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United Nations Convention on the Prevention and Crime of Genocide

The Convention on the Prevention and Punishment of the Crime of Genocide, or the Genocide Convention, is an international treaty that criminalizes genocide and obligates state parties to pursue the enforcement of its prohibition.
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At a Glance

Reading

Language

English — US

Subject

  • History
  • Social Studies
  • Genocide

The Convention on the Prevention and Punishment of the Crime of Genocide was adopted by the United Nations General Assembly in December 1948. It went into effect in January 1951. The United States joined the convention in 1988. The text reflects Raphael Lemkin’s ideas and tireless campaign to outlaw crimes of mass violence against minorities. For more information about this convention see “Reading 4: Lemkin and the Nuremberg Trials” in Totally Unofficial: Raphael Lemkin and the Genocide Convention.

The Contracting Parties,

Having considered the declaration made by the General Assembly of the United
Nations in its resolution 96 (I) dated 11 December 1946 that genocide is a crime
under international law, contrary to the spirit and aims of the United Nations and
condemned by the civilized world,

Recognizing that at all periods of history genocide has inflicted great losses on
humanity, and

Being convinced that, in order to liberate mankind from such an odious scourge,
international co-operation is required,

Hereby agree as hereinafter provided:

Article I
The Contracting Parties confirm that genocide, whether committed in time of peace
or in time of war, is a crime under international law which they undertake to prevent
and to punish.

Article II
In the present Convention, genocide means any of the following acts committed with
intent to destroy, in whole or in part, a national, ethnical, racial or religious group, as
such:
(a) Killing members of the group;
(b) Causing serious bodily or mental harm to members of the group;
(c) Deliberately inflicting on the group conditions of life calculated to bring about its
physical destruction in whole or in part;
(d) Imposing measures intended to prevent births within the group;
(e) Forcibly transferring children of the group to another group.

Article III
The following acts shall be punishable:
(a) Genocide;
(b) Conspiracy to commit genocide;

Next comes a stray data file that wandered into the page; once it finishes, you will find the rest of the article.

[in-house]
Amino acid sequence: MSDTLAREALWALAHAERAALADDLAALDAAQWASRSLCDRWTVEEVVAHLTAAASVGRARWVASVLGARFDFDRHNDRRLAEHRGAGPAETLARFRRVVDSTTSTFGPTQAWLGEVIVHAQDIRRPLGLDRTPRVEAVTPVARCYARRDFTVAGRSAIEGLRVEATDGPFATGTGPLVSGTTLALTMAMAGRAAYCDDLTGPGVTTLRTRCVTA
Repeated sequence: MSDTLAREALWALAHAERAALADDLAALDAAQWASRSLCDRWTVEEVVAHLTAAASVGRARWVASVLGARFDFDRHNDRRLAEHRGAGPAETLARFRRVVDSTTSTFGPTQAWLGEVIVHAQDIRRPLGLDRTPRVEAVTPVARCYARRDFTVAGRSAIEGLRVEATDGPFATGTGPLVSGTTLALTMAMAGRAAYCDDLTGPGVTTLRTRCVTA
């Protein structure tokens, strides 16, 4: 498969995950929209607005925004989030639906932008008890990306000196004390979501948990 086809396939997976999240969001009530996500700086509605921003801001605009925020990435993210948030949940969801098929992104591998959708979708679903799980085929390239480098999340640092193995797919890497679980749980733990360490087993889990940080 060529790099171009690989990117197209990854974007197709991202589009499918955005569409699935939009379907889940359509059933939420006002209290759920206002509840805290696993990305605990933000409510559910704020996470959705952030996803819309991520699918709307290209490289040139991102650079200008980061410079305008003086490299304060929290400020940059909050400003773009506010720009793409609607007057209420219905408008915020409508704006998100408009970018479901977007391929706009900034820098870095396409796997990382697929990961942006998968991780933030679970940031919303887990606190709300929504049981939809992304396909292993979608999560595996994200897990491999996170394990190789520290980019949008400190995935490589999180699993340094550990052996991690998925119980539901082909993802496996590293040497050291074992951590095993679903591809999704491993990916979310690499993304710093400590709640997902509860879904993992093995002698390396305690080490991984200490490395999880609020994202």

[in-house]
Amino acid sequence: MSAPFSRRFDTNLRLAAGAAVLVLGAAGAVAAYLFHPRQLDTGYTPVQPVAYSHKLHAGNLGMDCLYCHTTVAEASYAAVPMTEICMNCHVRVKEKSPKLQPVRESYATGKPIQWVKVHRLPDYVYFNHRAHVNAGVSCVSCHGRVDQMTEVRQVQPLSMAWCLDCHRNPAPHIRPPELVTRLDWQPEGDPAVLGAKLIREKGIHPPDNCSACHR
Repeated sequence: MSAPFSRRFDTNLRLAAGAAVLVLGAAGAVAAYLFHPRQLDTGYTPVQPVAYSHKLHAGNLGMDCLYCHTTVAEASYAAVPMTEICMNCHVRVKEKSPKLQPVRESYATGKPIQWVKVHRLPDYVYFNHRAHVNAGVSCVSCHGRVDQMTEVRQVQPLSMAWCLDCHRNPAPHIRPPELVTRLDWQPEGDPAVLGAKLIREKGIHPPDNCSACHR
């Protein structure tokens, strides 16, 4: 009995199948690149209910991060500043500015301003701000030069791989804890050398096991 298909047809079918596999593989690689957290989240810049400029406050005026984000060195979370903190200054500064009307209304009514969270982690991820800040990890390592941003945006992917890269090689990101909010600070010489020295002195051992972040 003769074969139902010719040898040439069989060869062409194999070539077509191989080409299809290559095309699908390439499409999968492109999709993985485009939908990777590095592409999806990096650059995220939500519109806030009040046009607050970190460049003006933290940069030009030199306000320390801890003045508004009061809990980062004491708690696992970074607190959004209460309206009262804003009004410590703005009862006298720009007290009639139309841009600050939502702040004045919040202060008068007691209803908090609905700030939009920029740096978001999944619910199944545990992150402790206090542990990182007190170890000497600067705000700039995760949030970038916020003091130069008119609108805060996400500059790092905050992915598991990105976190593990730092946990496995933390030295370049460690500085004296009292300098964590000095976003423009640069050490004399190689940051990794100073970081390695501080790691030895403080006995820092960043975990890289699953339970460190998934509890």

(c) Direct and public incitement to commit genocide;
(d) Attempt to commit genocide;
(e) Complicity in genocide.

Article IV
Persons committing genocide or any of the other acts enumerated in article III shall
be punished, whether they are constitutionally responsible rulers, public officials or
private individuals.

Article V
The Contracting Parties undertake to enact, in accordance with their respective
Constitutions, the necessary legislation to give effect to the provisions of the present
Convention, and, in particular, to provide effective penalties for persons guilty of
genocide or any of the other acts enumerated in article III.

Article VI
Persons charged with genocide or any of the other acts enumerated in article III
shall be tried by a competent tribunal of the State in the territory of which the act
was committed, or by such international penal tribunal as may have jurisdiction with
respect to those Contracting Parties which shall have accepted its jurisdiction. . . .

Article VIII
Any Contracting Party may call upon the competent organs of the United Nations
to take such action under the Charter of the United Nations as they consider
appropriate for the prevention and suppression of acts of genocide or any of the
other acts enumerated in article III.

Article IX
Disputes between the Contracting Parties relating to the interpretation, application
or fulfillment of the present Convention, including those relating to the responsibility
of a State for genocide or for any of the other acts enumerated in article III, shall be
submitted to the International Court of Justice at the request of any of the parties to
the dispute. 1

  • 1Convention on the Prevention and Punishment of the Crime of Genocide, Prevent Genocide International website, http://www.preventgenocide.org/law/convention/text.htm (accessed on October 3, 2005).

How to Cite This Reading

Facing History and Ourselves, "United Nations Convention on the Prevention and Crime of Genocide," last updated September 14, 2022, https://www.facinghistory.org/.
This reading contains text not authored by Facing History and Ourselves. See footnotes for source information.

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